Dog Food, Safety and Ingredients

7 Signs Of Bad Dog Food That Require Immediate Action

Signs Of Bad Dog Food

The shelf life of dog food varies depending on its type and storage conditions. Dry dog food typically lasts about 12-18 months unopened, and once opened, should be used within six weeks. Wet dog food, once opened, should be refrigerated and used within a week. Always check the expiration date on the package and store food in a cool, dry place to ensure freshness.

However, many pet parents fear that dog food, once opened can go bad and harm their pooch. This guide explains all the signs that tell if the food has gone bad.

Signs Of Bad Dog Food

Signs that Show Dog Food Has Gone Bad


Dog food that has gone bad often emits a rancid or unusual odor. This is due to the degradation of fats and oils in the food, which can become oxidized or spoiled. If the food smells different from when it was first opened or has a sour or off-putting smell, it is likely not safe for consumption. A change in odor is a clear indication that the food’s quality has deteriorated.


The presence of moisture in dry dog food can be a sign of spoilage. Moisture can lead to the growth of mold, yeast, and bacteria, making the food unsafe. Dry dog food should remain dry; any clumping or dampness in the food suggests possible contamination. Moisture can enter the food due to improper storage, such as leaving the bag open or storing it in a damp area.


Infestation by pests like insects or rodents is a common problem in improperly stored dog food. These pests can contaminate the food with their droppings or by eating it, leading to potential health risks for your dog. Signs of pest infestation include visible insects or rodents, droppings in the food, or damage to the packaging. Keeping dog food in a sealed container can help prevent pest infestation.


Mold Growth

Mold growth on dog food is a clear sign that it has gone bad. Mold can produce toxins that are harmful to dogs and can cause food poisoning. If you see any signs of mold, such as fuzzy or discolored spots, the entire batch of food should be discarded. Mold growth can occur in dry and wet dog food if stored in a humid environment or kept beyond its expiry date.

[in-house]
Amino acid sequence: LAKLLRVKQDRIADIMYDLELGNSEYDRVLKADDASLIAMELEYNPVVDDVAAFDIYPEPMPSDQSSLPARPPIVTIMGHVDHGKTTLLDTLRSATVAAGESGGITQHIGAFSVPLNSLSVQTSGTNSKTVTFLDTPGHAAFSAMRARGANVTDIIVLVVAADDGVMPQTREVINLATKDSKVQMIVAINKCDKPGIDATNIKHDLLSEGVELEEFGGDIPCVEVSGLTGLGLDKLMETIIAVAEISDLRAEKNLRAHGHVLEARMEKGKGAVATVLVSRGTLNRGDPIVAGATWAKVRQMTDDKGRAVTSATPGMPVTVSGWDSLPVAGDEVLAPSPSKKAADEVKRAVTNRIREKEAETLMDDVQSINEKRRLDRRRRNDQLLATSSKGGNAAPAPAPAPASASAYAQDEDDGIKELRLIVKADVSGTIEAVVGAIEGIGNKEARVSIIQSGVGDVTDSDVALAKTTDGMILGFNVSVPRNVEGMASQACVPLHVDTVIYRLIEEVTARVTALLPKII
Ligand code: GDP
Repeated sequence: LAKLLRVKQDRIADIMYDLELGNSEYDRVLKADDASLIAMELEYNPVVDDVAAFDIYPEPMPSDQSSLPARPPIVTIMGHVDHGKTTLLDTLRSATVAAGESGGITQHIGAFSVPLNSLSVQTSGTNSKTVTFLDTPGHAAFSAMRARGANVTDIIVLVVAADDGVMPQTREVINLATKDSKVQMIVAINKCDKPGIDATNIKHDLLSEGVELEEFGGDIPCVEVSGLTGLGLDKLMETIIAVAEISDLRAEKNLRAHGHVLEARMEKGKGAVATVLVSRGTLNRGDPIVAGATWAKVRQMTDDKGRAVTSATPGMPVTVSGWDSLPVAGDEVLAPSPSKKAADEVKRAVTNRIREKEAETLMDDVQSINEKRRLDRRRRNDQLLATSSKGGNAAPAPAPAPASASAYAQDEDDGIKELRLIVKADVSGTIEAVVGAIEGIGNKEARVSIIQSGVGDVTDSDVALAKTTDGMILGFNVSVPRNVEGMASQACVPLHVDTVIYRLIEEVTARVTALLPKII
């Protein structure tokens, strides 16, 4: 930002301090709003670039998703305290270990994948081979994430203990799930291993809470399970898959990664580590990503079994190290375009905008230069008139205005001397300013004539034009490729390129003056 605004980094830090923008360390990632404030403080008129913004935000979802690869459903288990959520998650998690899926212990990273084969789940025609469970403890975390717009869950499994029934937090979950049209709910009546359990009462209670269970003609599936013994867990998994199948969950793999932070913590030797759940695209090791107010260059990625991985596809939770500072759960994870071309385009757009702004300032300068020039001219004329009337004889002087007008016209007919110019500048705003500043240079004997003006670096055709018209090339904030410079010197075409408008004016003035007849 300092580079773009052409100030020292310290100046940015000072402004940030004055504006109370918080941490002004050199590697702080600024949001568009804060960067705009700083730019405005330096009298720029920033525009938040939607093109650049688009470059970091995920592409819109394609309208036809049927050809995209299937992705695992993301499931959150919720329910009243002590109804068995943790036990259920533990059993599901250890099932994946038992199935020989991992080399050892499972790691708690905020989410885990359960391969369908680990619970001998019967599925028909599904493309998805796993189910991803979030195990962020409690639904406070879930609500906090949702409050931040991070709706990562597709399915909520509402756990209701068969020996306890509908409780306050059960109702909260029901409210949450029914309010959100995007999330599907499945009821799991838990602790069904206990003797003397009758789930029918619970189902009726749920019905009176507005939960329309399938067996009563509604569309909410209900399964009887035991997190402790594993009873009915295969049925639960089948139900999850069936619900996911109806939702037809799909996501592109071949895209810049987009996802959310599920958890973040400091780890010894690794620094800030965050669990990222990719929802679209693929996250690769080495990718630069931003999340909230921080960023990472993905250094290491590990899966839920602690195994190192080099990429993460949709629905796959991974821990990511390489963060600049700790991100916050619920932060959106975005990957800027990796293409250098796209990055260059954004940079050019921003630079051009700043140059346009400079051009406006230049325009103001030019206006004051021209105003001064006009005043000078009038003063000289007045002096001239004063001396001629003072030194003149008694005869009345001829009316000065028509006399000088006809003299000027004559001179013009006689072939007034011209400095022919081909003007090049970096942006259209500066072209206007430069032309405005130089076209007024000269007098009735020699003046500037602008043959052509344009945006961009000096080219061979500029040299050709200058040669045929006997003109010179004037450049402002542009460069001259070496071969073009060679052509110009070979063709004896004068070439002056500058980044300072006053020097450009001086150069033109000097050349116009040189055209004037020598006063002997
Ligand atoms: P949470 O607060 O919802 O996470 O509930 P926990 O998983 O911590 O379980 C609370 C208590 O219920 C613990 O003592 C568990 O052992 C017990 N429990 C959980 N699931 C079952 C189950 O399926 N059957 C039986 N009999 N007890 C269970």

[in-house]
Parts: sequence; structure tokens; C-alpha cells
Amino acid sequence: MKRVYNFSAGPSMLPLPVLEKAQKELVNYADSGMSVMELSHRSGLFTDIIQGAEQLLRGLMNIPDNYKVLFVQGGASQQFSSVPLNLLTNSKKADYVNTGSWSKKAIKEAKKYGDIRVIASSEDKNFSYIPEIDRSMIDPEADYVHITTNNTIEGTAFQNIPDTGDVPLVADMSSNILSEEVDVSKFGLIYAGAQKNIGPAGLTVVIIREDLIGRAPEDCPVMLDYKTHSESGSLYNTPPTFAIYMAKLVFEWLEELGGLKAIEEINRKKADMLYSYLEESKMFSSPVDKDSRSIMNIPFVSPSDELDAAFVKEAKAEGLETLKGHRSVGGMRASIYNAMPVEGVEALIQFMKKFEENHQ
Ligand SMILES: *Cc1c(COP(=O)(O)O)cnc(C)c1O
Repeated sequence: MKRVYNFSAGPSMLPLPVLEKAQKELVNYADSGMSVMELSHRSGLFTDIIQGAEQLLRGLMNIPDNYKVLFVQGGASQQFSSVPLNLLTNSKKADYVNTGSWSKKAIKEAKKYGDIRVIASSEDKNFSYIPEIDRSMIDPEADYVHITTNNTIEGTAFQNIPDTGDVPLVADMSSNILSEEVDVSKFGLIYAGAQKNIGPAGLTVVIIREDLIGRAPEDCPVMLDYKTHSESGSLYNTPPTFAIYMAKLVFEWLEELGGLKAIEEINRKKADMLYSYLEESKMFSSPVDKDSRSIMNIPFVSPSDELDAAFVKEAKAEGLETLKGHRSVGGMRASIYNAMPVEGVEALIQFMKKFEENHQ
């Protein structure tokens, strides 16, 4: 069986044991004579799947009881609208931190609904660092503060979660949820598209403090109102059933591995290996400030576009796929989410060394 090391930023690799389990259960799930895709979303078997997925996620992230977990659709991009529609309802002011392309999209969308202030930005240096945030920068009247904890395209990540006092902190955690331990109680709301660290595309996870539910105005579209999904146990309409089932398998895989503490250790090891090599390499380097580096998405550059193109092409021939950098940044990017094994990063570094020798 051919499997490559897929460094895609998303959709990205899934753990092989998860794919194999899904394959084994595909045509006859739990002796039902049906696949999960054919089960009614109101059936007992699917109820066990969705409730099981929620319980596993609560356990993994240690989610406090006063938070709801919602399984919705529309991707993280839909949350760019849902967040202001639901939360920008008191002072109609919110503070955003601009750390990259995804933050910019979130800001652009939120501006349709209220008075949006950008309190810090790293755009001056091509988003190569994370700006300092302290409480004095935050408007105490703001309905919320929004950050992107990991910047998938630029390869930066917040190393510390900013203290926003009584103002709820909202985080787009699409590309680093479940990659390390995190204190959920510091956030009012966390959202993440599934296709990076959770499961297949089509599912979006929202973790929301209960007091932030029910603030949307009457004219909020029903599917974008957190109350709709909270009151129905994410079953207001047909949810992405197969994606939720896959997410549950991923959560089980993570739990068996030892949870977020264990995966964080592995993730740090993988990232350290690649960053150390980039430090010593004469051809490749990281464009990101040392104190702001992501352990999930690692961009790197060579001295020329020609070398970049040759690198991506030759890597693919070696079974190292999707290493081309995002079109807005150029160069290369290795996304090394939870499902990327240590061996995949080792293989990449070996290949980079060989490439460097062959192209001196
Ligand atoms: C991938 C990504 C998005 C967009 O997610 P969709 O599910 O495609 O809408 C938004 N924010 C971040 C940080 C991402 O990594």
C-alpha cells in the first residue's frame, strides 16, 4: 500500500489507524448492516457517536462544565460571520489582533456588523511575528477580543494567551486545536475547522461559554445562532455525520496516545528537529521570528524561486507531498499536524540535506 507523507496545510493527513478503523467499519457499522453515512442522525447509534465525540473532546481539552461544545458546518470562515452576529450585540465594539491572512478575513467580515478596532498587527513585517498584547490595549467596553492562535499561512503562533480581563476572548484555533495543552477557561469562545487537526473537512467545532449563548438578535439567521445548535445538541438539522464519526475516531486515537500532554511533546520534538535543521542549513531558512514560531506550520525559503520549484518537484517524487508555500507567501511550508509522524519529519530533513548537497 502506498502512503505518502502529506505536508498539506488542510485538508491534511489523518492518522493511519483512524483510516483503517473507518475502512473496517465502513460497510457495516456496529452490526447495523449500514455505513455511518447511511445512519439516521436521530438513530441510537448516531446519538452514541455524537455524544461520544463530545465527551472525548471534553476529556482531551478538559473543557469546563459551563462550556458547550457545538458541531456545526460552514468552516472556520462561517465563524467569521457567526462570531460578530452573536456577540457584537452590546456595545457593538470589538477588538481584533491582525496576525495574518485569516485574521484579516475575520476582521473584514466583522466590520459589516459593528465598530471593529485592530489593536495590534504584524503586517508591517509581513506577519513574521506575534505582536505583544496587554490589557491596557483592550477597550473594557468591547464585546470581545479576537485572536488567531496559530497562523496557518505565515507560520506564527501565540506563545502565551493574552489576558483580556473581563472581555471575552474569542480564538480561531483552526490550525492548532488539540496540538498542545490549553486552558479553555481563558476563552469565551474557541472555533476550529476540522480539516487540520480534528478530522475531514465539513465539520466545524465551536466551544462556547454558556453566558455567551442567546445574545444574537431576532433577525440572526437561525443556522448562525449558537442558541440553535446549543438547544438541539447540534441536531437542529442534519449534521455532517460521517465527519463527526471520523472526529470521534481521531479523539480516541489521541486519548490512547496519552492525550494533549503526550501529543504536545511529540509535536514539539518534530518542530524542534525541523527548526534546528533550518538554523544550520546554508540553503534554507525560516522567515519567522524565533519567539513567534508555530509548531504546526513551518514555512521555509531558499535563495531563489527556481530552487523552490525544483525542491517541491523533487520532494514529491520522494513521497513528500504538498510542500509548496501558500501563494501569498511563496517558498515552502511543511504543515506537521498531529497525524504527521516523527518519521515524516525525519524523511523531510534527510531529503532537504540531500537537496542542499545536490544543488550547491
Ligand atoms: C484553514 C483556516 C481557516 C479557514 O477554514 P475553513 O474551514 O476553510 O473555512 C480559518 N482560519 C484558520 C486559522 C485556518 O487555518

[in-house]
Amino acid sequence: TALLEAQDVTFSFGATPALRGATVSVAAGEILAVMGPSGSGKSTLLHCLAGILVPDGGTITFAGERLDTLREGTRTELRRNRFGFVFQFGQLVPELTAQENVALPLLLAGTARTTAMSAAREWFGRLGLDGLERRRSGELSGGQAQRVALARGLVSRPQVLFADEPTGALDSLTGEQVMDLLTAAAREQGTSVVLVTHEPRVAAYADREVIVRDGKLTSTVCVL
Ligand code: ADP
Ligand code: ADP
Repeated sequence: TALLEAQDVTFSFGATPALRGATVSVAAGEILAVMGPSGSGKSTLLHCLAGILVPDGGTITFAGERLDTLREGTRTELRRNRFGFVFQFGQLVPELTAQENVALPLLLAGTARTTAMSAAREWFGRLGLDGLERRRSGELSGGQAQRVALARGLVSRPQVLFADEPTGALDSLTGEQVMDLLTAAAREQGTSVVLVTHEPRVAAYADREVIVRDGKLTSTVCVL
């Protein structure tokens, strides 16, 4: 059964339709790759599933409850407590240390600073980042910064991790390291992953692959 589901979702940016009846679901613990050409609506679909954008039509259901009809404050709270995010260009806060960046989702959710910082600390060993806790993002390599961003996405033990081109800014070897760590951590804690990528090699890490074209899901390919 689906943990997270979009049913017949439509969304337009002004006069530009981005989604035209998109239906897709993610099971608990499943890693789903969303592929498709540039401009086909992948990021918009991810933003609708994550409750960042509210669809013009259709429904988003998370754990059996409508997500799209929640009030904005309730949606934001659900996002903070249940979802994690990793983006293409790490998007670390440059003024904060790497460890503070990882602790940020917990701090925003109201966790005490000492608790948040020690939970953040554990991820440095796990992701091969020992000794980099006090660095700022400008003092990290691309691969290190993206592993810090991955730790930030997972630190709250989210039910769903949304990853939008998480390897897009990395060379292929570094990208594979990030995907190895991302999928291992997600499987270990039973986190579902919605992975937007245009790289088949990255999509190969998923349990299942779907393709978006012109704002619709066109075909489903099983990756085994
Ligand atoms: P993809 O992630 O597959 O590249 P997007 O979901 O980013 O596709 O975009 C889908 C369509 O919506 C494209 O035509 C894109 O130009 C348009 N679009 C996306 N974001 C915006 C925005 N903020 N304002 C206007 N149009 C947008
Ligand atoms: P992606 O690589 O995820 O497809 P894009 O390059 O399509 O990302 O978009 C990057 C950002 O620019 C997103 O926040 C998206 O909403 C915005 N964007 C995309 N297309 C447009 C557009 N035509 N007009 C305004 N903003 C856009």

Dog Refusing to Eat

If a dog suddenly refuses to eat its usual food, this could be a sign that the food has gone bad. Dogs have a keen sense of smell and may detect subtle changes in their food that humans cannot. If your dog is normally not a picky eater but starts showing disinterest in its food, it’s worth checking for other signs of spoilage.

Dog Getting Sick

If your dog becomes sick with symptoms like vomiting or diarrhea after eating its food, this could indicate that the food is spoiled or contaminated. This is especially true if the symptoms persist or occur repeatedly after meals. In such cases, it’s important to stop feeding the suspected food immediately and consult a veterinarian.

Expiry Dates

The expiration date on dog food packaging is a critical indicator of its shelf life. Feeding your dog food past its expiry date can be risky as the nutritional value may degrade, and there’s an increased risk of bacterial growth and spoilage. Always check and adhere to the expiry dates, and purchase quantities of dog food that can be used within this time frame.

Expiry Dates

Why Dog Food Goes Bad Quickly?

  • Exposure to Air: When dog food is exposed to air, it can lead to oxidation and rancidity, especially in fats, causing the food to spoil quickly.
  • Heat Exposure: High temperatures accelerate the degradation of nutrients and increase the risk of bacterial growth, leading to faster spoilage of dog food.
  • Improper Storage: Storing dog food in damp, unclean, or pest-infested areas can result in contamination and rapid spoilage due to mold, bacteria, or pests.

How to Store Dog Food Properly so it Stays Fresh?

Dry Food

  • Airtight Containers: Store dry dog food in airtight containers to protect it from air and moisture, which can lead to spoilage.
  • Cool, Dry Location: Keep the food in a cool, dry place, away from direct sunlight and heat sources to prevent degradation.
  • Original Packaging: It’s often best to keep the food in its original packaging inside an airtight container, as these bags are designed to preserve freshness.
  • Avoid Moisture: Ensure that the storage area is not damp or humid to prevent mold growth and maintain the food’s quality.

Wet Food

  • Refrigeration After Opening: Wet dog food should be stored in the refrigerator and used within a week to prevent spoilage.
  • Sealed Containers: Store the opened wet food in a sealed container to maintain freshness and prevent contamination.
  • Avoid Cross-Contamination: Use clean utensils when serving wet dog food to avoid introducing bacteria from other food sources.
  • Discard Unused Portions: If any wet dog food remains unused beyond a week, it’s safer to discard it to avoid feeding your dog spoiled food.

Leave a Reply

Your email address will not be published. Required fields are marked *